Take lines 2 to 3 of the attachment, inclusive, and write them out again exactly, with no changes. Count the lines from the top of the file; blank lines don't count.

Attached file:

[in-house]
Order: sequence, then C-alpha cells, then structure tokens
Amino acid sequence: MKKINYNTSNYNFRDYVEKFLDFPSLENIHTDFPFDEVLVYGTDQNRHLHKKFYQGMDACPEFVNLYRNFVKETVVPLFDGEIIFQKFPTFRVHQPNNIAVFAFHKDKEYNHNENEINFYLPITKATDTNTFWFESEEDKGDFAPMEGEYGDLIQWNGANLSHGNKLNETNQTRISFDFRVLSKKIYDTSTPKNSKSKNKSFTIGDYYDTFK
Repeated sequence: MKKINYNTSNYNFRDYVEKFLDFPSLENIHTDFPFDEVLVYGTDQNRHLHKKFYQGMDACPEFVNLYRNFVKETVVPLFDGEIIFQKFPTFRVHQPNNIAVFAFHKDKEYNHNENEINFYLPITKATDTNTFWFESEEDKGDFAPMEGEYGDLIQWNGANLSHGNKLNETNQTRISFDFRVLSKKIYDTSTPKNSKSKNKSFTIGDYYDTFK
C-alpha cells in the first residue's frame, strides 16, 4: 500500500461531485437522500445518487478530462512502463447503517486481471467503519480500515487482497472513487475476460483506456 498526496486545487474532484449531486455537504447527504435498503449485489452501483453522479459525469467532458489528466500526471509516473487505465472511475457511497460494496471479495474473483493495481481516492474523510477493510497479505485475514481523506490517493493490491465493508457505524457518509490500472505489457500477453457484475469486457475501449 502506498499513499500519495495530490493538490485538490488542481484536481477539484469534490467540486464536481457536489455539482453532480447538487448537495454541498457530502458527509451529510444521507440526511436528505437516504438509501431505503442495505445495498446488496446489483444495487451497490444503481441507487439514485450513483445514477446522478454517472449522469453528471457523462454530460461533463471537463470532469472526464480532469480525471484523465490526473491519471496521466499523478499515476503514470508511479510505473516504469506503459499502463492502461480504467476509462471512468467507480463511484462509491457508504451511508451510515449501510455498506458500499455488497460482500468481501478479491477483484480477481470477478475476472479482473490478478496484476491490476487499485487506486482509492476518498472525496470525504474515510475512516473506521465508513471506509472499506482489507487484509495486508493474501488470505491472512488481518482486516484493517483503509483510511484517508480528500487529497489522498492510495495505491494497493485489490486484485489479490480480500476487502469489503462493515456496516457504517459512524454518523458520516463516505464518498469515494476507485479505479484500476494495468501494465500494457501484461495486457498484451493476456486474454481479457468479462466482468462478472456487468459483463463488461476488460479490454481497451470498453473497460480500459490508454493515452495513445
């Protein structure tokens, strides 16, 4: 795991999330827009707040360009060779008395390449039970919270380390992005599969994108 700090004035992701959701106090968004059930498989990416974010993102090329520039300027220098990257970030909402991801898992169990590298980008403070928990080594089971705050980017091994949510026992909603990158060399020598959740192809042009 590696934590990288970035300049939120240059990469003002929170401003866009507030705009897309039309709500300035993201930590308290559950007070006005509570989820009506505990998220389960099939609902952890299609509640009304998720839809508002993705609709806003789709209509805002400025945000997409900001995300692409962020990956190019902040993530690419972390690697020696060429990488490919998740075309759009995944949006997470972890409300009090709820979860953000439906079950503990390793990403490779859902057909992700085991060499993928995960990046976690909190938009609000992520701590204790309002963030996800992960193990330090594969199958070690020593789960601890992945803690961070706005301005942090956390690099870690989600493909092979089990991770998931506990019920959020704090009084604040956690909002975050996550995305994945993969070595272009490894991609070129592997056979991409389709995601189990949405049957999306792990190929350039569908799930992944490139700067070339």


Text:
Order: sequence, then C-alpha cells, then structure tokens
Amino acid sequence: MKKINYNTSNYNFRDYVEKFLDFPSLENIHTDFPFDEVLVYGTDQNRHLHKKFYQGMDACPEFVNLYRNFVKETVVPLFDGEIIFQKFPTFRVHQPNNIAVFAFHKDKEYNHNENEINFYLPITKATDTNTFWFESEEDKGDFAPMEGEYGDLIQWNGANLSHGNKLNETNQTRISFDFRVLSKKIYDTSTPKNSKSKNKSFTIGDYYDTFK